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Miscellaneous correspondence, reports, maps and other papers concerning the Middle East [‎88v] (177/220)

The record is made up of 1 file (110 folios). It was created in 27 Aug 1893-19 Dec 1918. It was written in English and French. The original is part of the British Library: India Office The department of the British Government to which the Government of India reported between 1858 and 1947. The successor to the Court of Directors. Records and Private Papers Documents collected in a private capacity. .


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Prophet at Madina is anathema and hotly inveighed against; the reverence
of other Sunni saints and their tombs, of which an instance is the pilgrimage
to the tomb of Abdulla ibn Abbas at Taif, largely resorted to by women dis
appointed of offspring, is regarded as an act of idolatry; while Ibn Saud
never tires of inveighing against the Sharif for permitting the laxity of
morals, w T hich makes Mecca itself a byword.
In 1917 Ibn Saud arranged a ceremonious pilgrimage on a large scale
from Xajd, in which rode his father and his brother, Muhammad. The
former’s return on account of illness before he reached Mecca was, without
any reason whatever, interpreted in Sharifian circles as being indicative of
fear or hatred, while the experiences of Muhammad and his fellow-pilgrims
and the growing delicacy of the political situation decided Ibn Saud to allow
no official pilgrimage from Najd during the year under report. I have no
reason fo credit reports emanating from Mecca to the effect that Ibn Saud
had threatened to visit disobedience in this matter with dire penalties—his
orders were in themselves sufficient; while he did all that was reasonably
possible to facilitate the journey of the Kuwait pilgrimage, which passed
through Buraida, when I was there at the end of August.
On the whole, I am of opinion that Ibn Saud’s decision to send no pil
grimage from Najd this year was a wise precaution against trouble; the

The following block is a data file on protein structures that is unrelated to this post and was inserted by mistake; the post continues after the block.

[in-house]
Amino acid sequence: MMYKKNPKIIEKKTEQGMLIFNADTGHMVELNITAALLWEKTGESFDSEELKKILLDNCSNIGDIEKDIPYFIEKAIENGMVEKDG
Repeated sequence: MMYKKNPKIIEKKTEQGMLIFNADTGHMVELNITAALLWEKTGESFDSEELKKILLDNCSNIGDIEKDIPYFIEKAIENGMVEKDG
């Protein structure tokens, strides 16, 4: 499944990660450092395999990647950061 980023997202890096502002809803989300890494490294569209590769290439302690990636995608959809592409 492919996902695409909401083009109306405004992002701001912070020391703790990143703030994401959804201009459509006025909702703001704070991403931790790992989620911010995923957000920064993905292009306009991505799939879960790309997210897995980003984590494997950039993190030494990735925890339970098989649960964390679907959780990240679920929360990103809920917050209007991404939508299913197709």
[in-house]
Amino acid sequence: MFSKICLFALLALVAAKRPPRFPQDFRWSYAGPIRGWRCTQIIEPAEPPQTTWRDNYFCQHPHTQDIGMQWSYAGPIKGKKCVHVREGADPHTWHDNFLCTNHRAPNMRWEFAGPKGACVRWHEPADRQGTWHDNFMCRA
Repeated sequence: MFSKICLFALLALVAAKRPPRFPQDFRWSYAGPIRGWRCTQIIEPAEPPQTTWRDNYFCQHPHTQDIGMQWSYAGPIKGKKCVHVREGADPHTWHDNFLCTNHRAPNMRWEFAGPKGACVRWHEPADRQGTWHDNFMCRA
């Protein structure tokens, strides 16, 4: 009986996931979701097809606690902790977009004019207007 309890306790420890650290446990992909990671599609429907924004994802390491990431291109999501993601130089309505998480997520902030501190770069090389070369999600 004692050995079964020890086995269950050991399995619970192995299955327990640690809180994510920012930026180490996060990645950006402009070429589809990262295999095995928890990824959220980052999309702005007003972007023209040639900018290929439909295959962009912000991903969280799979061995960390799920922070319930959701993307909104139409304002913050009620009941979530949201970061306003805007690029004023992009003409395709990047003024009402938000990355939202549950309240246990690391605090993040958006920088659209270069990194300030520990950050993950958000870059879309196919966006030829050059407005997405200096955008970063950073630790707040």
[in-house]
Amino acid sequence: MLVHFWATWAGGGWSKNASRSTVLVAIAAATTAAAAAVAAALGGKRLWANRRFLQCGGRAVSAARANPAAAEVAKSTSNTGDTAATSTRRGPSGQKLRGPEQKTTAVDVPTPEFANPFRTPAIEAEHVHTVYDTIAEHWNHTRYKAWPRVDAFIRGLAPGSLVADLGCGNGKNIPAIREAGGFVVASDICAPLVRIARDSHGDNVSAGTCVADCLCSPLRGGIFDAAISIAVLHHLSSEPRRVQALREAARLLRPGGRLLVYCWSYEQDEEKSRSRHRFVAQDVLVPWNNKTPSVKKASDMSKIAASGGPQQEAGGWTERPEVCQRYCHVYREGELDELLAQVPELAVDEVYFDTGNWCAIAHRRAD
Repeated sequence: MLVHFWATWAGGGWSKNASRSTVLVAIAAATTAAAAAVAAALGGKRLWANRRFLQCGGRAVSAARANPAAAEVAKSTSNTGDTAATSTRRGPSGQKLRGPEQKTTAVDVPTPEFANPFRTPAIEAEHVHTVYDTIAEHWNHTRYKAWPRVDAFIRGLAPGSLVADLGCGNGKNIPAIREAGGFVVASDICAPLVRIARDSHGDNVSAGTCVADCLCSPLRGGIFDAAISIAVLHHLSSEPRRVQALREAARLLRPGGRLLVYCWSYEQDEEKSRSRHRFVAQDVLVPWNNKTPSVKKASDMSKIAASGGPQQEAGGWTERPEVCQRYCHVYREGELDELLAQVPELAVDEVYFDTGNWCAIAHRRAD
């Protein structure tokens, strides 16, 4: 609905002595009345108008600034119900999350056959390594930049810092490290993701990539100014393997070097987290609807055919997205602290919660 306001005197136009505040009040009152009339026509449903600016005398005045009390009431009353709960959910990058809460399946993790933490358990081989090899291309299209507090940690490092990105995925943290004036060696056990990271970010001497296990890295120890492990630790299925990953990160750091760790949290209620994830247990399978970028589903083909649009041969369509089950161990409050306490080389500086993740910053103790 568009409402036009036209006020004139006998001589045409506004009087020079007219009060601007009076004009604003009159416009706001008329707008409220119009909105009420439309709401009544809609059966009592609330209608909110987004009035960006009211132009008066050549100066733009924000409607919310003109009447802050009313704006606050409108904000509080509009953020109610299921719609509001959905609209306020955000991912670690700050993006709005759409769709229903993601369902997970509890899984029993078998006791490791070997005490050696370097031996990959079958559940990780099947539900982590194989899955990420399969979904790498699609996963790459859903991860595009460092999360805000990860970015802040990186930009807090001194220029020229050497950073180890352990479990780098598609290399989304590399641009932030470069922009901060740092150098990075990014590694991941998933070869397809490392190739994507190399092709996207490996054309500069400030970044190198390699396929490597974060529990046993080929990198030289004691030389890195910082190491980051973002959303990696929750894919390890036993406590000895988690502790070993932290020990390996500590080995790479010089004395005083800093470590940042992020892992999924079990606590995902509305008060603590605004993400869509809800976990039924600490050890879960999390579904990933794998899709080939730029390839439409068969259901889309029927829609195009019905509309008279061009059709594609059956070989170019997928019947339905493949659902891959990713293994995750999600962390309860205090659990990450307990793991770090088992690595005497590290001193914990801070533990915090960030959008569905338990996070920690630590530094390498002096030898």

Sharif’s actions and public pronouncements at this period were, at any rate,
not calculated to make a Najd pilgrimage free of serious risk of disturbance.
19. Location of Political Agent A mid-ranking political representative (equivalent to a Consul) from the diplomatic corps of the Government of India or one of its subordinate provincial governments, in charge of a Political Agency. in Najd.
The question of the permanent location of a British Agent at the Wah
habi court, on which I was instructed to elicit Ibn Saud’s views, was a very
delicate matter to approach, more particularly in view- of Ibn Saud’s growing
dissatisfaction at his treatment by H.M.’s Government, and I regret to say
that I had had no reasonable opportunity to make such a proposal when mv
Mission terminated in circumstances which left no doubt that Ibn Saud
would not consent to it unreservedly.
towards myself Ibn Saud was invariably frank and cordial; I saw him
daily, often, indeed, more than once a day, and he seemed to take pleasure
in giving me his views and discussing politics, history and the affairs of the
vorld in geneial. Nevertheless, it was obvious to me that niy presence with
him was a matter which necessitated continual explanations to a critical and
hostile audience; according to his own account, he counterecfthe adverse com
ments of the strict Wahhabi element by the explanation that my stay though
prolonged, was temporary and necessitated only by the Sharifian situation and
the blockade m regard to which he found it necessary to be in close touch
\vith ihe British Government. He never allowed it to be supposed publicly
that 1 was m any way interested m his operations against Hail
. t the same time, he made it clear to me that he regarded my presence
as absolutely necessary and, indeed, advantageous to him, and he never sug